Good Content from: Team Saucony
Here at Saucony, we know that a good day is a day we run. Our goal is to outfit you in the shoes that let you Run for Good—and train for good, too. While it might seem reasonable to wear the same pair of shoes for every workout, whether that means a six-mile base run or a CrossFit class, you might benefit from using different types of shoes for different exercises.
Athletic shoes fall into two categories: training shoes and running shoes. You might be thinking,
“Wait, don’t I train in my running shoes and run in my training shoes?”
But hear us out. While these terms are often used interchangeably among runners, they have subtle differences that are important to keep in mind when choosing the right footwear for your training.
Training shoes vs. running shoes
What are training shoes? Generally, these are the shoes that work well for cross-training exercises that involve multi-directional movements, such as plyometrics, Pilates, CrossFit, HIIT, and weight lifting.
Training shoes are:
- Low to the ground
- Firm and responsive
Training shoes often feature less cushioning than running shoes, which enable greater responsiveness when you’re doing high-intensity exercises like sprints or box jumps. The flatter sole in training shoes also provides stability for side-to-side movements, such as lateral lunges and sideways skips, which can be harder to do in a bulkier shoe.
Running shoes, on the other hand, are designed for running, with more structural support to keep you comfortable while you log long miles. Compared to training shoes, these have a higher stack height and offset as well as a thicker midsole. The increased offset keeps your heel higher than the ball of your foot, which reduces strain on the lower-leg muscles and tendons.
Running shoes are:
- Higher from the ground
- Cushioned for maximum comfort
Can training shoes be used for running?
While training shoes differ from running shoes in certain aspects, training shoes can be used for running and running shoes can be used for cross-training.
At Saucony, all of our shoes are designed for running—so while they may vary in terms of offset, thickness, and cushioning, every pair of Sauconys can carry you through miles.
But what works for you might be completely different than what works for your training partner.
Here, we’ll break down the pros and cons of running in training shoes versus running shoes, and give a few recs for both shoe types.
Saucony training shoes
For runners who land on their mid- or forefoot and those who have knee or hip issues, training shoes with lower offsets can be ideal for logging miles, since higher offsets tend to shift strain toward the knees and hips. Runners who are racing or doing speedwork might also prefer to wear lighter and more responsive shoes to get an extra boost down the backstretch.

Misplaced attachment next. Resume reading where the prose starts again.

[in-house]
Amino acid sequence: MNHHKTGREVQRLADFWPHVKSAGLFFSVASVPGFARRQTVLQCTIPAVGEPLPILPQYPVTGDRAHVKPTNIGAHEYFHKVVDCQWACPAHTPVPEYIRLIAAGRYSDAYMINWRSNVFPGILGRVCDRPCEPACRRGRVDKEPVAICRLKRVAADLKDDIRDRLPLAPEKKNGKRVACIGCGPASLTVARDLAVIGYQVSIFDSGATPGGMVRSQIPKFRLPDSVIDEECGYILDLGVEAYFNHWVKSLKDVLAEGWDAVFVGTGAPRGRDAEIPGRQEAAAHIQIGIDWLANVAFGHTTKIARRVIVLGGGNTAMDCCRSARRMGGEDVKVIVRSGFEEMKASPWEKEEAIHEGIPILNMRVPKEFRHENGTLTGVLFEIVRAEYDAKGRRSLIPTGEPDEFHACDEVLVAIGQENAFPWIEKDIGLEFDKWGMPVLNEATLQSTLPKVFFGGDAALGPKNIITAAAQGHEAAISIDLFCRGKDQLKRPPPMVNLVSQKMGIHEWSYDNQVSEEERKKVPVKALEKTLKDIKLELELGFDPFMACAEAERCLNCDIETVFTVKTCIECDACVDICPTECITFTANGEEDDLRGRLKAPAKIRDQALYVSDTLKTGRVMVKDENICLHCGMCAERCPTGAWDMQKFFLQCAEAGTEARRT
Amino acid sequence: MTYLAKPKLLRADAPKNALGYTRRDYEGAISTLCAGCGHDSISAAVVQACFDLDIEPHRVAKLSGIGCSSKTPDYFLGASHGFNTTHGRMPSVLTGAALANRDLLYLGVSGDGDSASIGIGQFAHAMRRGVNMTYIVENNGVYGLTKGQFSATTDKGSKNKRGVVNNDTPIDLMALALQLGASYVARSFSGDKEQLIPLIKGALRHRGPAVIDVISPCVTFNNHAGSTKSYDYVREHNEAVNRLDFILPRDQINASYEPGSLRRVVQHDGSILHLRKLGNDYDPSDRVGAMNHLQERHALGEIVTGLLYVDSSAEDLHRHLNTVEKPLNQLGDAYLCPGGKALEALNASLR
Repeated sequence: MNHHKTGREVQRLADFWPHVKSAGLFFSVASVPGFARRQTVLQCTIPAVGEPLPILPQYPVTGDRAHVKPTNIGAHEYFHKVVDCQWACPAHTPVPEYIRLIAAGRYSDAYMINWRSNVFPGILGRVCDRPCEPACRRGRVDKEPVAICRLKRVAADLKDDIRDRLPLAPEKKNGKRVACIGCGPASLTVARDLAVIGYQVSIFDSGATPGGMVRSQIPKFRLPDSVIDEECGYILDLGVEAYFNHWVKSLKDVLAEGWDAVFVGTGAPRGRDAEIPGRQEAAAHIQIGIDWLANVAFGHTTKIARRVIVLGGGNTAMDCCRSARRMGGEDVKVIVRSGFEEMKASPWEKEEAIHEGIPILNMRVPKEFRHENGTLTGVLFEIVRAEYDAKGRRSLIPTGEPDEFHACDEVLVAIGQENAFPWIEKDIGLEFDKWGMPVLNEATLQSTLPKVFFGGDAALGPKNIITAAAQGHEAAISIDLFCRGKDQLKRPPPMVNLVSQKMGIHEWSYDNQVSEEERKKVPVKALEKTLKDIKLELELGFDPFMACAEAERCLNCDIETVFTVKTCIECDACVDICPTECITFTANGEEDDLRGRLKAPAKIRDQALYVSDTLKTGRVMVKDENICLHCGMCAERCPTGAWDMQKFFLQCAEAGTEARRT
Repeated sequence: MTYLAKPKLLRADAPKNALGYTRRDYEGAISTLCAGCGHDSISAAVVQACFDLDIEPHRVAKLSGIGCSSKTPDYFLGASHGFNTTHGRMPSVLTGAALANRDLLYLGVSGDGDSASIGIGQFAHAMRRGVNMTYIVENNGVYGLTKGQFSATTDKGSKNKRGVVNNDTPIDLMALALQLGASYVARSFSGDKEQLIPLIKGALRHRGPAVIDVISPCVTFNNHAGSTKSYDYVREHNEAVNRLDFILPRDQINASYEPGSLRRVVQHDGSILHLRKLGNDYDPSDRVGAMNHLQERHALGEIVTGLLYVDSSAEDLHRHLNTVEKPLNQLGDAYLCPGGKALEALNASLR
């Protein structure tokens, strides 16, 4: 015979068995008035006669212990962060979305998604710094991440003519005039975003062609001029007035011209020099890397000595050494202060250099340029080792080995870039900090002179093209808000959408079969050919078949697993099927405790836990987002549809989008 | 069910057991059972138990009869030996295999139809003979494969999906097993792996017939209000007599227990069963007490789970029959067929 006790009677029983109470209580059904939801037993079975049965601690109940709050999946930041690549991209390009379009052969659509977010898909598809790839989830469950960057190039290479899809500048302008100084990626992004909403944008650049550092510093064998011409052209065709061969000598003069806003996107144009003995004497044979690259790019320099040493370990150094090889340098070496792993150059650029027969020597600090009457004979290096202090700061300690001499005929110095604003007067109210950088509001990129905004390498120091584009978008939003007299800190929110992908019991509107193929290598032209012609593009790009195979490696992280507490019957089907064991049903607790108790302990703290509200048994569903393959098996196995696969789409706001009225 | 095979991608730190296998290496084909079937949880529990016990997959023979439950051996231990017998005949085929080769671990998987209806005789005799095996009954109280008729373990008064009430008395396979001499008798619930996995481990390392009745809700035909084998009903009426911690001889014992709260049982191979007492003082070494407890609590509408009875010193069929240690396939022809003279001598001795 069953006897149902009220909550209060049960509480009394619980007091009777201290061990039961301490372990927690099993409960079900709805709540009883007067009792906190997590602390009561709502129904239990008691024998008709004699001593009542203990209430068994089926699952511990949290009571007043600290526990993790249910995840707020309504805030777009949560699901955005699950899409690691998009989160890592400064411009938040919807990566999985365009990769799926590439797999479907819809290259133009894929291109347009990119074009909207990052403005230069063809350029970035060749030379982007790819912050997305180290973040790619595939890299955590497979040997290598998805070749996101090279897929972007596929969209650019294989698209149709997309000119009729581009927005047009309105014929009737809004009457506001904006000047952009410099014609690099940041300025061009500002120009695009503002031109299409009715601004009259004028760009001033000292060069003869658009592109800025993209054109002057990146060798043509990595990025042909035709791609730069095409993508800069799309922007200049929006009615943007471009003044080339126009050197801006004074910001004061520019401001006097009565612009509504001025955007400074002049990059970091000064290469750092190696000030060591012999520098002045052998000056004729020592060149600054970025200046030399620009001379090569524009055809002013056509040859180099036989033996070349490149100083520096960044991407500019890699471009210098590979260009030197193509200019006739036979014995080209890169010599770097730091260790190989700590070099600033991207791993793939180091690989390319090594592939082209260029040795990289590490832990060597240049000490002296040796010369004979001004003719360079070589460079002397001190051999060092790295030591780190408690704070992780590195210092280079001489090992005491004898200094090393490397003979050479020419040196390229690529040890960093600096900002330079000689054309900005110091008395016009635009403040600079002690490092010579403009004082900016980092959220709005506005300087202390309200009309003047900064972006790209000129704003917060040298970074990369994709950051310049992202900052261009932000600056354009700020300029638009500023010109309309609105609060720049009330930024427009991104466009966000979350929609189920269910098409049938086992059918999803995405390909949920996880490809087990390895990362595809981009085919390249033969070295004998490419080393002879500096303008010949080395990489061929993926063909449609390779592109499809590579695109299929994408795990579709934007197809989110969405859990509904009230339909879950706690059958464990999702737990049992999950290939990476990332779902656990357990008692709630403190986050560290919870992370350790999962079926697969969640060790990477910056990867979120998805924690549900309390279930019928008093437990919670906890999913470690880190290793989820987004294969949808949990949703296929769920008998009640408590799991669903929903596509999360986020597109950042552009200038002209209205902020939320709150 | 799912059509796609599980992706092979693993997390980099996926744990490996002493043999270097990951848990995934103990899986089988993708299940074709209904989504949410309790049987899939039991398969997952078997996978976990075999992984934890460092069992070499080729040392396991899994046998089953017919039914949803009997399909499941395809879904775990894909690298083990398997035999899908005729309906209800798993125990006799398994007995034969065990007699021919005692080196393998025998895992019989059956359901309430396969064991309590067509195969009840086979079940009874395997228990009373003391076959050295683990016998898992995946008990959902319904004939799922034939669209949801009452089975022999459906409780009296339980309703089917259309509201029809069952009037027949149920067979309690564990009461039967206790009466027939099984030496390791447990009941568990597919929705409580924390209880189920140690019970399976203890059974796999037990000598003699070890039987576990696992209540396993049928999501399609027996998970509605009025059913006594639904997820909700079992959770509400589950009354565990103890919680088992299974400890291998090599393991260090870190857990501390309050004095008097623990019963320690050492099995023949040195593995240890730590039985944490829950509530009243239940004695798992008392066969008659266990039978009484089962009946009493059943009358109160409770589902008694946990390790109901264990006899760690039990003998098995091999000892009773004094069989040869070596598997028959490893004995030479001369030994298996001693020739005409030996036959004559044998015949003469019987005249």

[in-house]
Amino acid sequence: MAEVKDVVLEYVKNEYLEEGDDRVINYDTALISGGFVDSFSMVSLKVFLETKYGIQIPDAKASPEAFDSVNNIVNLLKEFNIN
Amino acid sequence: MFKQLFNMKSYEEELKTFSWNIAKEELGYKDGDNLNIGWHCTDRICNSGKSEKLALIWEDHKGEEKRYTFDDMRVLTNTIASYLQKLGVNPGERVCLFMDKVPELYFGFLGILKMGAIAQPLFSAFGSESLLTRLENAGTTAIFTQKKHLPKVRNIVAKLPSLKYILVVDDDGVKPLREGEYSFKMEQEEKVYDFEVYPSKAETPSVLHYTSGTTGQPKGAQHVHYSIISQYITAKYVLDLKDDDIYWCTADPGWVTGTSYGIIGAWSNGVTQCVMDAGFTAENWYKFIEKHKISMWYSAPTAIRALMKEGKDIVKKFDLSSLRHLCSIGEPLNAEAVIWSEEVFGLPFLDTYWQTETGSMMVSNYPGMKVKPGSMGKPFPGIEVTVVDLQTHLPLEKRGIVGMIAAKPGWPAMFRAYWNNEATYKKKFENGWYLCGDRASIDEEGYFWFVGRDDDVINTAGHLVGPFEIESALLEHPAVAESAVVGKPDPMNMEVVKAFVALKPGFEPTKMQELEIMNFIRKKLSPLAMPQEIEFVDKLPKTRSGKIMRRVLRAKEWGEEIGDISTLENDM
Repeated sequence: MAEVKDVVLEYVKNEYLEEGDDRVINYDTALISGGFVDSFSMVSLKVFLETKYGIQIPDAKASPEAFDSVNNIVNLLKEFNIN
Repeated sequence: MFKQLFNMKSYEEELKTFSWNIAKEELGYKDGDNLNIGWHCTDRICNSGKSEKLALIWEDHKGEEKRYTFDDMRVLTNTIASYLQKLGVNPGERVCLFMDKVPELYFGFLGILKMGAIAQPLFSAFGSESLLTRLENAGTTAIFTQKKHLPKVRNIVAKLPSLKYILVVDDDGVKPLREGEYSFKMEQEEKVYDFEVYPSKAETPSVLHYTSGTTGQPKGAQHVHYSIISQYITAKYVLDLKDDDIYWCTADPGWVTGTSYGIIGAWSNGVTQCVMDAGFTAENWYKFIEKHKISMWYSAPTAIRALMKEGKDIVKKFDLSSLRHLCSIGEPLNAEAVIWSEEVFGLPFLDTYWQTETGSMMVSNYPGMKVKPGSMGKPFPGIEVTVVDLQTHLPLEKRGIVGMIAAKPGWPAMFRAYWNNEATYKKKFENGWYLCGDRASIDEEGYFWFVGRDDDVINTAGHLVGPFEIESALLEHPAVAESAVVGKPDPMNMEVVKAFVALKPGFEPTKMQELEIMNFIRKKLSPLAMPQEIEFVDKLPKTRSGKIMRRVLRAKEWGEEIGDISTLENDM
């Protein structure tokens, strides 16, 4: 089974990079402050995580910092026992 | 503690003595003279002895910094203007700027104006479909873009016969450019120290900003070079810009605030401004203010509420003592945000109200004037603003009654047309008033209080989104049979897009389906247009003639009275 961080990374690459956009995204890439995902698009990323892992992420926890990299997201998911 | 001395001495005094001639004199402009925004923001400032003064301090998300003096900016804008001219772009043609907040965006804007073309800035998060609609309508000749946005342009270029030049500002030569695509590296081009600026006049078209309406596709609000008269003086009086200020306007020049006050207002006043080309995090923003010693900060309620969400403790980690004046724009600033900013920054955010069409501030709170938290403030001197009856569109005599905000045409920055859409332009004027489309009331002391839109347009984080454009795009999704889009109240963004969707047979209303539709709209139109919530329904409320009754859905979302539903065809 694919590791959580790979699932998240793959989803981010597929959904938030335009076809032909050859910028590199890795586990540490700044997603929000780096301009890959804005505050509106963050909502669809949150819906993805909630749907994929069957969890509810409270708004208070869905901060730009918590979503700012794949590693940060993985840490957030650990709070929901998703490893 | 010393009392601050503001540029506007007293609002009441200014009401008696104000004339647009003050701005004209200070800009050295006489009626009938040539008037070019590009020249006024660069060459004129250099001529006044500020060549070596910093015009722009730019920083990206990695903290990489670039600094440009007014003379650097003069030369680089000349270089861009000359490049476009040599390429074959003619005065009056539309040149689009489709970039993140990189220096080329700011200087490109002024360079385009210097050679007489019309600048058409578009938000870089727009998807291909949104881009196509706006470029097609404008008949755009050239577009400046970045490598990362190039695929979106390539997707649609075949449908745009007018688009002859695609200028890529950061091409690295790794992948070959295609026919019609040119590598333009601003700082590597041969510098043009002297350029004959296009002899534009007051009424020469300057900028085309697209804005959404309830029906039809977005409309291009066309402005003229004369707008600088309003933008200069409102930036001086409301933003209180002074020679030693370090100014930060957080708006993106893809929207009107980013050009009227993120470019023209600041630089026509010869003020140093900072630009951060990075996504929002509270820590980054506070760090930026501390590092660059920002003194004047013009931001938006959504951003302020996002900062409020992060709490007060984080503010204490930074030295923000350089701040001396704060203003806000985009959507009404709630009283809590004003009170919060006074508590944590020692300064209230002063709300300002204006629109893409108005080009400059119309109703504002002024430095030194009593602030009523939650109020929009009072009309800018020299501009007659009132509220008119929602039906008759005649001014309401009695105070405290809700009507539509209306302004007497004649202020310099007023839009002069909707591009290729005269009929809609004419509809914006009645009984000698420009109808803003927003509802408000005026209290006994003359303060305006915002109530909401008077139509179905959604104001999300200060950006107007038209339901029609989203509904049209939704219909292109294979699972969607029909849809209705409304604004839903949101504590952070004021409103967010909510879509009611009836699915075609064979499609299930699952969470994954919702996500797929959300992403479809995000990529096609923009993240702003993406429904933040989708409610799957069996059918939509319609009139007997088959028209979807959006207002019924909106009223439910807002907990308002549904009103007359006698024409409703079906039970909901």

One shoe that works as well in the gym as on the road is the Kinvara, which weighs 7.8 ounces and has a 4mm offset. The Kinvara is lightweight and responsive enough for sprints and HIIT circuits, but also durable enough to wear for a marathon, thanks to a midsole made with high-quality EVA foam.
If you want a shoe with a similar offset and weight, but with more cushioning, the Freedom ISO 2 is a great alternative to the Kinvara. For runners who are seeking more stability during both workout classes and base runs, we suggest the Liberty ISO 2, which features many of the same elements as the Freedom, but with a more supportive underfoot feel.
Saucony running shoes
While the shoes mentioned above work for all types of training and racing, other runners might prefer a more supportive and durable shoe for logging miles. Heel-strikers and athletes with a history of lower-leg injuries (such as tight calves or Achilles issues) would likely benefit the most from shoes with higher offsets and thicker midsoles, which may help reduce injury risk.
For a durable running shoe that provides premium comfort and support, try the Triumph 17, which weighs between 9 and 10 ounces, has an 8mm offset, and features lightweight, plush cushioning from heel to toe. If you’re looking for a firmer shoe, pick the Ride ISO 2, which has an 8mm offset and weighs slightly less than the Triumph.
Find your perfect pair
Remember, every runner has individual needs and preferences, and you might need to try out a few different shoes before you find the ones that work for you. Having trouble picking a pair? Tell us about yourself via our Shoe Advisor, an online tool that will help you narrow down your options. You can also pop into your local running store to have an expert fit you with shoes.
Want more Saucony scoop? Be sure to keep checking our blog at Saucony.com for tips and insights about shoes, training, racing, and more.